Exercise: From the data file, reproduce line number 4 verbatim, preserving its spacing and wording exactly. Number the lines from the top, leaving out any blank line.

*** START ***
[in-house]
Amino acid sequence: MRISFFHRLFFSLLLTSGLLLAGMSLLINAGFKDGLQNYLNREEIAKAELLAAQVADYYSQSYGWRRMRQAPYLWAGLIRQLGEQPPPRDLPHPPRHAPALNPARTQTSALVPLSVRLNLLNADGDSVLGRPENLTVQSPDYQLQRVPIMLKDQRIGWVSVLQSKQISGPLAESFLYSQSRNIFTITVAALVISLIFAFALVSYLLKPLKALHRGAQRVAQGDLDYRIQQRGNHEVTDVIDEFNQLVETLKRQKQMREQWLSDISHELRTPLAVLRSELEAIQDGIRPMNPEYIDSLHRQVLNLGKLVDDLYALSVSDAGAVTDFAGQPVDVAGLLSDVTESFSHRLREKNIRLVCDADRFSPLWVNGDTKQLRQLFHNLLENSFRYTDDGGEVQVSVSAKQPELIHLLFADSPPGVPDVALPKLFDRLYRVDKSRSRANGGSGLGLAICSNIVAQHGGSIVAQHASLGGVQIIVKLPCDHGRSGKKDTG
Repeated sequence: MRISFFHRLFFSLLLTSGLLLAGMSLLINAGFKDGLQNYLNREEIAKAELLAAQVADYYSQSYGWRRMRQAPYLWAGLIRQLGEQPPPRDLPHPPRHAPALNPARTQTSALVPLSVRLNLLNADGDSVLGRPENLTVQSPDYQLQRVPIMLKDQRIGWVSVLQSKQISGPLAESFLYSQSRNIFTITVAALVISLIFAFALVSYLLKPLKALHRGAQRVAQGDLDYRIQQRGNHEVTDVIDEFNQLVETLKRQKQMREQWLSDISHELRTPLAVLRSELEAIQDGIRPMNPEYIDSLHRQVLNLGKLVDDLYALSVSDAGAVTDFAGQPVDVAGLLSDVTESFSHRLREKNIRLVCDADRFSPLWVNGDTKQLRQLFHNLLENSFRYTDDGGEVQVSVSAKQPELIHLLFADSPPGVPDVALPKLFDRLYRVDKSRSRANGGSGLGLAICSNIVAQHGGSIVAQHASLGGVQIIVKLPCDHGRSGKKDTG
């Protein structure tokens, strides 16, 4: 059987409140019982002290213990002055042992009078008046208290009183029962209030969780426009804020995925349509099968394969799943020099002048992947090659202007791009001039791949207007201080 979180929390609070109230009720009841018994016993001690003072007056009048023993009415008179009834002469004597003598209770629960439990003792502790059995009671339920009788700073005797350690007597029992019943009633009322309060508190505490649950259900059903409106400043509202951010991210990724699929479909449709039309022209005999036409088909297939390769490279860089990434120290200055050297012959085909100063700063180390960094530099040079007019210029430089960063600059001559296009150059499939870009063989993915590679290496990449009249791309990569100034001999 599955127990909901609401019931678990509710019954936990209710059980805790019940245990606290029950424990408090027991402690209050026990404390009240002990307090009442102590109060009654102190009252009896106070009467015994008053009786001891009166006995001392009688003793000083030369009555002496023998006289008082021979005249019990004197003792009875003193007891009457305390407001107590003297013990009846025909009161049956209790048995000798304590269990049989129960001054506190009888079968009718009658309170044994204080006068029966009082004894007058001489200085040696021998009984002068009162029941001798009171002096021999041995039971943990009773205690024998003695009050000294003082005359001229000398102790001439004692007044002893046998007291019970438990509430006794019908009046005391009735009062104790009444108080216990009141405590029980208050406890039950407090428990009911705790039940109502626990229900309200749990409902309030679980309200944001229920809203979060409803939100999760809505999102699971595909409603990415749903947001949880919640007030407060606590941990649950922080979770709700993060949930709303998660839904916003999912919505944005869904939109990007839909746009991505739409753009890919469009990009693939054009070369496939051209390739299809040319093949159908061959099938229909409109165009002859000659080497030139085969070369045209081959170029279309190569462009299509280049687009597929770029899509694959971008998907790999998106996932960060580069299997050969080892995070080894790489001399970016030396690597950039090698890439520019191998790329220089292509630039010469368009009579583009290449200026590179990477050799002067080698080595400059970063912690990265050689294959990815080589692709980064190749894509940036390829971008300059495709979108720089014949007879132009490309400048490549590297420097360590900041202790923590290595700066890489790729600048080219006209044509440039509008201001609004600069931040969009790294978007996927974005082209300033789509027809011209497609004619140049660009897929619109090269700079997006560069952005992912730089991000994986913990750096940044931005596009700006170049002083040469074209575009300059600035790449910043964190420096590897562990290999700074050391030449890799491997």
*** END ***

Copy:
């Protein structure tokens, strides 16, 4: 059987409140019982002290213990002055042992009078008046208290009183029962209030969780426009804020995925349509099968394969799943020099002048992947090659202007791009001039791949207007201080 979180929390609070109230009720009841018994016993001690003072007056009048023993009415008179009834002469004597003598209770629960439990003792502790059995009671339920009788700073005797350690007597029992019943009633009322309060508190505490649950259900059903409106400043509202951010991210990724699929479909449709039309022209005999036409088909297939390769490279860089990434120290200055050297012959085909100063700063180390960094530099040079007019210029430089960063600059001559296009150059499939870009063989993915590679290496990449009249791309990569100034001999 599955127990909901609401019931678990509710019954936990209710059980805790019940245990606290029950424990408090027991402690209050026990404390009240002990307090009442102590109060009654102190009252009896106070009467015994008053009786001891009166006995001392009688003793000083030369009555002496023998006289008082021979005249019990004197003792009875003193007891009457305390407001107590003297013990009846025909009161049956209790048995000798304590269990049989129960001054506190009888079968009718009658309170044994204080006068029966009082004894007058001489200085040696021998009984002068009162029941001798009171002096021999041995039971943990009773205690024998003695009050000294003082005359001229000398102790001439004692007044002893046998007291019970438990509430006794019908009046005391009735009062104790009444108080216990009141405590029980208050406890039950407090428990009911705790039940109502626990229900309200749990409902309030679980309200944001229920809203979060409803939100999760809505999102699971595909409603990415749903947001949880919640007030407060606590941990649950922080979770709700993060949930709303998660839904916003999912919505944005869904939109990007839909746009991505739409753009890919469009990009693939054009070369496939051209390739299809040319093949159908061959099938229909409109165009002859000659080497030139085969070369045209081959170029279309190569462009299509280049687009597929770029899509694959971008998907790999998106996932960060580069299997050969080892995070080894790489001399970016030396690597950039090698890439520019191998790329220089292509630039010469368009009579583009290449200026590179990477050799002067080698080595400059970063912690990265050689294959990815080589692709980064190749894509940036390829971008300059495709979108720089014949007879132009490309400048490549590297420097360590900041202790923590290595700066890489790729600048080219006209044509440039509008201001609004600069931040969009790294978007996927974005082209300033789509027809011209497609004619140049660009897929619109090269700079997006560069952005992912730089991000994986913990750096940044931005596009700006170049002083040469074209575009300059600035790449910043964190420096590897562990290999700074050391030449890799491997």